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QatarEnergy signs 27-year LNG supply deal with China’s Sinopec

REUTERS/Imad Creidi
QatarEnergy CEO and Minister of Energy Saad Al-Kaabi attends a signing ceremony with Sinopec in Doha

QatarEnergy has signed a 27-year deal to supply China’s Sinopec with liquefied natural gas, the longest such LNG agreement so far as volatile markets drive buyers to seek long-term deals.

Following Russia’s invasion of Ukraine in February, competition for LNG has become intense, with Europe in particular needing vast amounts to help replace Russian pipeline gas that used to make up almost 40 percent of the continent’s imports.

“Today is an important milestone for the first sales and purchase agreement for North Field East project, it is four million tons for 27 years to Sinopec of China,” country’s energy minister and QatarEnergy CEO Saad Al-Kaabi told Reuters in Doha, shortly before the deal signing.

“It signifies long-term deals are here and important for both seller and buyer,” he said.

The North Field is part of the world’s biggest gas field that Qatar shares with Iran, which calls its share South Pars.

QatarEnergy earlier this year signed five deals for North Field East (NFE), the first and larger of the two-phase North Field expansion plan, which includes six LNG trains that will ramp up Qatar’s liquefaction capacity to 126 million tons per year by 2027 from 77 million.

It later signed contracts with three partners for North Field South (NFS), the second phase of the expansion.

Monday’s deal, confirmed by Sinopec, is the first supply deal to be announced for NFE.

“We are very happy about this deal with Sinopec because we have had a long-term relationship in the past and this takes our relationship to new heights as we have an SPA that will last into the 2050s,” Al-Kaabi said.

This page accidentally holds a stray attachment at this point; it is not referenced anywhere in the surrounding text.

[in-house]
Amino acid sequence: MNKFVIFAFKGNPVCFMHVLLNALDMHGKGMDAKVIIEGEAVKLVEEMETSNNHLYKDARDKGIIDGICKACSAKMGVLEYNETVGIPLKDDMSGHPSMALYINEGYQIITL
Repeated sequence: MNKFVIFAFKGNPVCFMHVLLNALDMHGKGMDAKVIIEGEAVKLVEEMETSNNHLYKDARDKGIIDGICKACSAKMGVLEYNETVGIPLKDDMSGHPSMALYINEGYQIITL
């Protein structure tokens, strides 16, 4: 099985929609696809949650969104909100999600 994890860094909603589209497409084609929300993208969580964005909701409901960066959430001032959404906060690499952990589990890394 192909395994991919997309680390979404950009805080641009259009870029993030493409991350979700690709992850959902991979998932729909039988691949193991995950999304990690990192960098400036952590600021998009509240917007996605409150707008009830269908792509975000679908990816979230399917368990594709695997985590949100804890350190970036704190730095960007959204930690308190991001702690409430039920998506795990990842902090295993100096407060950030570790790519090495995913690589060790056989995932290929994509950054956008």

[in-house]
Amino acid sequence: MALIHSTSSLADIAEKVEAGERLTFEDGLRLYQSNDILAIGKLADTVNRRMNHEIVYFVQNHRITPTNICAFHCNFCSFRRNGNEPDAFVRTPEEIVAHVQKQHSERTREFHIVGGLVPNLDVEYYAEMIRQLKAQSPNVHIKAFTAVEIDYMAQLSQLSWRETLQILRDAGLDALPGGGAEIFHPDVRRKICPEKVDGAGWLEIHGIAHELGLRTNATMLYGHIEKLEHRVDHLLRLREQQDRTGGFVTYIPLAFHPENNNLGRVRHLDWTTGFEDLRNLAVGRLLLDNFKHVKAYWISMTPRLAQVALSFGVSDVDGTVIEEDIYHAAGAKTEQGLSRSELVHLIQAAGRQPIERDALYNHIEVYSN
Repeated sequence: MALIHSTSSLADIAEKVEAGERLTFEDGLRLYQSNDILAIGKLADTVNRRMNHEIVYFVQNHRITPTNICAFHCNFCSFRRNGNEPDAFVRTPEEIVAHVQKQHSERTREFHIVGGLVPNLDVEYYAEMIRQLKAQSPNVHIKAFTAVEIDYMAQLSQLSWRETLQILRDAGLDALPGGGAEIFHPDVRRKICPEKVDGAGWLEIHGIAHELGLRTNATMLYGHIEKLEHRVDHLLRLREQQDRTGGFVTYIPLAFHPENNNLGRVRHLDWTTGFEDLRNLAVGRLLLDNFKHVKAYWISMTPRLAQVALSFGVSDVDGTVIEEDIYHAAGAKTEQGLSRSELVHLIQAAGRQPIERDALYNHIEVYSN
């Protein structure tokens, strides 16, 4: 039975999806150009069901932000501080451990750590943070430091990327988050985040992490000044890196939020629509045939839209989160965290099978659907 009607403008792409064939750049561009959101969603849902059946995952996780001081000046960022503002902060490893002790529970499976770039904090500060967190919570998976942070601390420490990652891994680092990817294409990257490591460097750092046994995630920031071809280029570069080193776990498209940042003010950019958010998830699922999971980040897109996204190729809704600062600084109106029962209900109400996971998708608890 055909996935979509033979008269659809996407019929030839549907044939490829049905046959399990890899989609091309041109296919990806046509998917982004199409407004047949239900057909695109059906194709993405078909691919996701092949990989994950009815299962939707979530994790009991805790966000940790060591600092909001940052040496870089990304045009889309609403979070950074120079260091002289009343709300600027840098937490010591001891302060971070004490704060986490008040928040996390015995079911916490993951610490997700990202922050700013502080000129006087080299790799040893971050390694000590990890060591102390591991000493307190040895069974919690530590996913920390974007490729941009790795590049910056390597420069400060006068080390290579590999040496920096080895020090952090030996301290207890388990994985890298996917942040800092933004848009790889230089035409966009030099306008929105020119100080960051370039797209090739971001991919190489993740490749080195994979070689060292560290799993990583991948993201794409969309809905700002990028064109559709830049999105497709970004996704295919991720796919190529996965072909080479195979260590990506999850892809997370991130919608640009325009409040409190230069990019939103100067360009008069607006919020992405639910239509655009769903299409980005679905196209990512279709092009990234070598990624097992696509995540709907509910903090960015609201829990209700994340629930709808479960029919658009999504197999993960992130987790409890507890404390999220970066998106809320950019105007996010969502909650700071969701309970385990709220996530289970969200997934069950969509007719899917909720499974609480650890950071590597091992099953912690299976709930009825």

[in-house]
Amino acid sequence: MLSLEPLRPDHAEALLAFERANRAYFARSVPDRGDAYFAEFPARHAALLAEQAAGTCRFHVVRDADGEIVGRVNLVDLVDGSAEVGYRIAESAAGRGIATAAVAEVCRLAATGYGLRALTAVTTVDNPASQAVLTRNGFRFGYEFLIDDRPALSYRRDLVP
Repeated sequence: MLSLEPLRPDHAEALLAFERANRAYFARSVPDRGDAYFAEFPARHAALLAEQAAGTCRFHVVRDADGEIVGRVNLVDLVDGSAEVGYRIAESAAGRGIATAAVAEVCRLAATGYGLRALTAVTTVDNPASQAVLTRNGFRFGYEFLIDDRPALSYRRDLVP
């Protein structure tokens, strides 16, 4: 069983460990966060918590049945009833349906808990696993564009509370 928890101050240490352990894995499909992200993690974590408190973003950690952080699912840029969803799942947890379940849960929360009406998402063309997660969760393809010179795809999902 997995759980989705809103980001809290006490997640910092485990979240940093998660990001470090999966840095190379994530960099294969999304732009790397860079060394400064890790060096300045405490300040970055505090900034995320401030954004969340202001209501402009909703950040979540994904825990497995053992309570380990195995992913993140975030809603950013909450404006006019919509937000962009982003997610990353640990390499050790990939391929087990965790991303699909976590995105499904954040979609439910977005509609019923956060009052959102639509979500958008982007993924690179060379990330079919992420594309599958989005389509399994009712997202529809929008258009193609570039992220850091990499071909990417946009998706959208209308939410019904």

Long-term supply

Al-Kaabi said negotiations with other buyers in China and Europe that want to have security of supply were ongoing.

Qatar is already the world’s top LNG exporter and its North Field expansion project will boost that position and help guarantee long-term supplies of gas to Europe as the continent seeks alternatives to Russian flows.

“I think the recent volatility has driven buyers to understand the importance of having long-term supply,” Kaabi said.

He added negotiations for an equity stake in the Gulf country’s expansion project were ongoing with several entities.

The supply contract is a key component for an integrated partnership in the NFE, Sinopec said in a statement, indicating it could be involved in stake negotiations.

QatarEnergy has maintained a 75 percent stake overall in the expansion and could give up to a five percent stake from its holding to some buyers, Kaabi said.

Sources told Reuters in June that China’s national oil majors were in advanced talks with Qatar to invest in NFE.